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Mister Rupe

Engine Conking Out When Hot

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I have a '92 LS. It has 173,000 miles on it. For the past couple of years, it has developed a really annoying habit. When I have been driving it for a good while or on a highway trip, the engine seems to start chugging and acting like it's not getting any gas. It acts like it wants to cut off, and often does. As long as I remain at highway cruising speeds, this does not occur. But at city traffic speeds, and more frequently on inclines, this chugging and engine cutoff seem to occur. I try to stomp the accelerator to try to give it more gas, but this only makes things worse - the car will then start lurching violently and the transmission slams hard. The only way I have found to keep it running when it does this is to put the car in neutral and punch the accelerator, and the engine will always rev that way. Then I have to put it right back into drive and force the car to move forward. Obviously this is very hard on the transmission. I have taken it to Lexus. They say they can't diagnose it unless they experience it. And they can't test drive it long enough to make it happen. I have also taken it to three other mechanics who have said the same thing. My Dad experienced the same thing in his Toyota Camry, and it turned out to be the EGR valve. I have had people tell me that's what they think it is. But I don't want to shell out who knows how many hundreds of bucks to replace that if it isn't the root of the problem. Has anyone else experienced this, or does anyone know what might be causing this? It's making me CRAZY! And it's a dangerous problem in busy traffic.

Thanks!

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Well if it is engine related it could be ignition or fuel starvation. It might be fuel starvation because you say at constant speeds and when you go into neutral it runs fine. This is when engine has little load so fuel consumption is more moderate. I guess next time it happens double check to see if there is any acceleration.

Causes of fuel starvation could be dirty or clogged injectors, plugged fuel filter, or weak fuel pump.

Maybe try a couple of tanks of gas with a fuel injection cleaner additive as first try. Can't hurt and maybe you get lucky? Failing that then maybe change the fuel filter as it’s a normal maintenance item and not too expensive. Last is to check the fuel pump. Normally I would recommend connecting a fuel pressure gauge to check fuel pressure but since your problem is intermittent that may be more difficult. Maybe take a flier and put in a new pump and see.

If its not fuel it could be intermittent ignition due to one of the coils failing as it gets hot.

Not sure any of these will fix it but they are reasonable places to start with.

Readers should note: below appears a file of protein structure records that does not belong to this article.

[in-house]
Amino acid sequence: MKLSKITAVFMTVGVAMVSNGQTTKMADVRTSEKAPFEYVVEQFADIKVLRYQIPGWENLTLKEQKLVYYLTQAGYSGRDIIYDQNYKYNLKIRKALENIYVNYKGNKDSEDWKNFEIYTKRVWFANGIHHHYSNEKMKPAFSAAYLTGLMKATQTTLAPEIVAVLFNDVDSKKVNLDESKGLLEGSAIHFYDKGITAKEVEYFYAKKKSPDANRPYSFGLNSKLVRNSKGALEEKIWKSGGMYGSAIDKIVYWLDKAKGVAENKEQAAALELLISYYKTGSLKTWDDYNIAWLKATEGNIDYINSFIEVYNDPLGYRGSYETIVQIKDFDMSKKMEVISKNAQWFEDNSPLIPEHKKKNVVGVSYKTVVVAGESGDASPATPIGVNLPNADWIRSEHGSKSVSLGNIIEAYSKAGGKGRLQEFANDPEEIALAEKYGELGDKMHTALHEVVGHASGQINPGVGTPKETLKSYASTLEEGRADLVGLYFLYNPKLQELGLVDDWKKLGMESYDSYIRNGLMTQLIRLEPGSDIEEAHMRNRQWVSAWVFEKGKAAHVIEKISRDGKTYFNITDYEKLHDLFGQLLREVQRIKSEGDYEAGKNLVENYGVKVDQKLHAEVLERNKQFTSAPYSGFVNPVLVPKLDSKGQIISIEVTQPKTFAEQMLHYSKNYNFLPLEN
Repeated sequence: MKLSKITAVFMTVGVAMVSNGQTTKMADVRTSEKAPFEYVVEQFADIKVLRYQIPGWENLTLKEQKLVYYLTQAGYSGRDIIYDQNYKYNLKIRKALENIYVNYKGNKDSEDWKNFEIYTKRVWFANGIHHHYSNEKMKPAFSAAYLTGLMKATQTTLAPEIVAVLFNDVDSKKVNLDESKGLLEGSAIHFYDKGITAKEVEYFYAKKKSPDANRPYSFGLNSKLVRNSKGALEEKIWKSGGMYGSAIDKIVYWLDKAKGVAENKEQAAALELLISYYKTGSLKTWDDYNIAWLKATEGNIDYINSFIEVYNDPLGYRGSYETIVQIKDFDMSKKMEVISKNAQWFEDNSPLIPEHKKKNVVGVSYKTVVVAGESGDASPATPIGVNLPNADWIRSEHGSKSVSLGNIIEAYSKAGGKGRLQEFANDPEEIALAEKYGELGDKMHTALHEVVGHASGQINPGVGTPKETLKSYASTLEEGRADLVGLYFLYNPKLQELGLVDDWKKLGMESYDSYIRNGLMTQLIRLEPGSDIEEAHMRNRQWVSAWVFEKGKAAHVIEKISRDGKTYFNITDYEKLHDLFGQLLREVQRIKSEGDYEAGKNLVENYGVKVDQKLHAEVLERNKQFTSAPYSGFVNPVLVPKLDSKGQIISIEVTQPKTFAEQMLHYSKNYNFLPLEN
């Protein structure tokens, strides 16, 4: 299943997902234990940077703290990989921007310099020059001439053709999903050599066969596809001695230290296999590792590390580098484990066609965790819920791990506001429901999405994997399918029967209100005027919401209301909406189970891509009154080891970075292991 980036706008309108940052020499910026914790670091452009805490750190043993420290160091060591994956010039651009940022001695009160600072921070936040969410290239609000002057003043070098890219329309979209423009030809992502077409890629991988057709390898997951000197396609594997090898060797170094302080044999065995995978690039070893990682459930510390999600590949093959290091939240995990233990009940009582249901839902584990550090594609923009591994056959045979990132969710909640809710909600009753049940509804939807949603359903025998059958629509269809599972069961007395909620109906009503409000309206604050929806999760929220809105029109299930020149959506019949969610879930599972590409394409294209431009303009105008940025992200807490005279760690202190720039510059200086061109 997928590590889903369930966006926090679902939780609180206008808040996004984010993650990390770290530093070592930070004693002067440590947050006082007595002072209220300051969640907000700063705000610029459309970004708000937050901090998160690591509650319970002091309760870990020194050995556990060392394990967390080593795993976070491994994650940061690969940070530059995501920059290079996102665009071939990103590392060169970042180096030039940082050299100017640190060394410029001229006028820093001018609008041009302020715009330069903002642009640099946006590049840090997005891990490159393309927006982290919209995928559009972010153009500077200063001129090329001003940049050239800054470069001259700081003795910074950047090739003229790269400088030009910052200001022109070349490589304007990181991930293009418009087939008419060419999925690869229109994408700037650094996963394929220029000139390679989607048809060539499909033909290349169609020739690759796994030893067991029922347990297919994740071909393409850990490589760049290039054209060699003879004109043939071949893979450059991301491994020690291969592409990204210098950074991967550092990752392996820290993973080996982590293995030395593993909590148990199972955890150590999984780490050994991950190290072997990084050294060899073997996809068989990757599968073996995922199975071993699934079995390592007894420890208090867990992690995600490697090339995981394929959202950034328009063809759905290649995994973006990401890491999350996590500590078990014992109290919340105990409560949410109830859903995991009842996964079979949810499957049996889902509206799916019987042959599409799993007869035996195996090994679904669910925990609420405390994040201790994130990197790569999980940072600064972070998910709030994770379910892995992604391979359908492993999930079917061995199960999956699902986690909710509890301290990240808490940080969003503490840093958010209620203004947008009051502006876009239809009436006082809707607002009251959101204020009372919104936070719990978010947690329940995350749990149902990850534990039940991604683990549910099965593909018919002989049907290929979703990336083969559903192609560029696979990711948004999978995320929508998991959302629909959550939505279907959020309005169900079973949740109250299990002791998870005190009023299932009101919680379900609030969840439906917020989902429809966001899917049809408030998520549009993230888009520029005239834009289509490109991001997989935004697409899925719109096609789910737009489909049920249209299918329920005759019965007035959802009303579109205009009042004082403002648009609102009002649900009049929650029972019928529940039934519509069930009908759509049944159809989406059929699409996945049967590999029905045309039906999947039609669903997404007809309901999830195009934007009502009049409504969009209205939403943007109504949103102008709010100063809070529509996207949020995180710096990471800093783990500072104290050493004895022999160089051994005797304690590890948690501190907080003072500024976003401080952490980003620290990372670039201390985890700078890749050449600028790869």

I haven't really considered transmission issues because at highway speeds the torque converter should be locked up and basically a fixed gear path to the wheels.

So if you are able to do the above your cost is two bottles of injection cleaner, one fuel filter, fuel pump, and ignition coil. Try one for a few days before spending on the next. If you end up doing them all and still not fixing the problem you’ll have a lot more detailed story for your dealer and only be out $200 or so.

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Mister Rupe,

I have a '92 with a similar problem, but more mild in that the car still runs reasonably, although it is obvious that performance is not at par. I have suspected the EGR temperature sensor, but have not as yet tested it - there is a test for it in the manual. I am not sure, however, since I also suspect the fuel pump, the fuel filter, or the fuel pressure regulator, since I find that sometimes the doggone car runs fine anyways, even if I have been driving for a while.

Unfortunately for me, there are no Lexus dealers within at least 200 miles of where I live, and the Toyota dealerships have bumbling !Removed! for mechanics - I say this based on direct experience with them !Removed! up things with my LS such as ripping out the wiring from Speed sensor #3 when I had asked them to replace #2 and even provided the OEM part!!!

Anyway, would surely like to know what you find out is the root of your problem.

fsuguy

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I have been experiencing the same thing on my 2004 LS430. It happened for the first time about a year ago, but the check engine light would never come on and the repair shop told me the same thing: they could not diagnose it unless they could experience it or get a check engine code. Just last week, it became impossible and dangerous to drive and the check engine light finally came on and I brought it in to the repair shop.

They said that there were several codes recorded but that they thought the air flow sensor was bad.

They replaced it, but it stalled again on me yesterday so I am back to the drawing board.